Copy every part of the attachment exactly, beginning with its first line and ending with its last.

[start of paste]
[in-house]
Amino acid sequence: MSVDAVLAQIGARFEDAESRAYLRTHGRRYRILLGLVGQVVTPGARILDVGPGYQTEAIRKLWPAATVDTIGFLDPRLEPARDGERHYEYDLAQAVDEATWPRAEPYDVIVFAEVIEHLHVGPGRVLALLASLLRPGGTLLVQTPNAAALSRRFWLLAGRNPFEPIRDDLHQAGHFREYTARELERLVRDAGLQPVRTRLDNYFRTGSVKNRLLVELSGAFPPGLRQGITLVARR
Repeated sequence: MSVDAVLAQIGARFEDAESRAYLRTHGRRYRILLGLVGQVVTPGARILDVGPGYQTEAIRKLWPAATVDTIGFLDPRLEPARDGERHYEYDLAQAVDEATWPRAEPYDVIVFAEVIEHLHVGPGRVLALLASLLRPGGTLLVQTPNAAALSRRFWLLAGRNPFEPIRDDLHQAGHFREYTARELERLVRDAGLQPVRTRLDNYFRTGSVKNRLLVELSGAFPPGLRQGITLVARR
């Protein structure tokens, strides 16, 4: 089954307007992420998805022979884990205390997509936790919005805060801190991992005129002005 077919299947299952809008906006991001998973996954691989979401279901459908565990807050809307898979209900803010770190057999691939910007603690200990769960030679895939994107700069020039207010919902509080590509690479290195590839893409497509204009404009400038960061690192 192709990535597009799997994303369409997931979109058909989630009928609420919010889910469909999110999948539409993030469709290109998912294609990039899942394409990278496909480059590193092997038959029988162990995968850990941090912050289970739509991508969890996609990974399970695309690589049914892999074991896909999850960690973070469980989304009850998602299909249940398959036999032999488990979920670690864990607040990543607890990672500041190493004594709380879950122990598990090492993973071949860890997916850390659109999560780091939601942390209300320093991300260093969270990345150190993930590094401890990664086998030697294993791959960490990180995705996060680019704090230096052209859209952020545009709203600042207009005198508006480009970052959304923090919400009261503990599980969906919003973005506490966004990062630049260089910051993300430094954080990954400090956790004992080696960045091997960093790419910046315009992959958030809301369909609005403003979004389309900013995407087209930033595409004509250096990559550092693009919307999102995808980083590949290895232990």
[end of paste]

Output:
[in-house]
Amino acid sequence: MSVDAVLAQIGARFEDAESRAYLRTHGRRYRILLGLVGQVVTPGARILDVGPGYQTEAIRKLWPAATVDTIGFLDPRLEPARDGERHYEYDLAQAVDEATWPRAEPYDVIVFAEVIEHLHVGPGRVLALLASLLRPGGTLLVQTPNAAALSRRFWLLAGRNPFEPIRDDLHQAGHFREYTARELERLVRDAGLQPVRTRLDNYFRTGSVKNRLLVELSGAFPPGLRQGITLVARR
Repeated sequence: MSVDAVLAQIGARFEDAESRAYLRTHGRRYRILLGLVGQVVTPGARILDVGPGYQTEAIRKLWPAATVDTIGFLDPRLEPARDGERHYEYDLAQAVDEATWPRAEPYDVIVFAEVIEHLHVGPGRVLALLASLLRPGGTLLVQTPNAAALSRRFWLLAGRNPFEPIRDDLHQAGHFREYTARELERLVRDAGLQPVRTRLDNYFRTGSVKNRLLVELSGAFPPGLRQGITLVARR
């Protein structure tokens, strides 16, 4: 089954307007992420998805022979884990205390997509936790919005805060801190991992005129002005 077919299947299952809008906006991001998973996954691989979401279901459908565990807050809307898979209900803010770190057999691939910007603690200990769960030679895939994107700069020039207010919902509080590509690479290195590839893409497509204009404009400038960061690192 192709990535597009799997994303369409997931979109058909989630009928609420919010889910469909999110999948539409993030469709290109998912294609990039899942394409990278496909480059590193092997038959029988162990995968850990941090912050289970739509991508969890996609990974399970695309690589049914892999074991896909999850960690973070469980989304009850998602299909249940398959036999032999488990979920670690864990607040990543607890990672500041190493004594709380879950122990598990090492993973071949860890997916850390659109999560780091939601942390209300320093991300260093969270990345150190993930590094401890990664086998030697294993791959960490990180995705996060680019704090230096052209859209952020545009709203600042207009005198508006480009970052959304923090919400009261503990599980969906919003973005506490966004990062630049260089910051993300430094954080990954400090956790004992080696960045091997960093790419910046315009992959958030809301369909609005403003979004389309900013995407087209930033595409004509250096990559550092693009919307999102995808980083590949290895232990």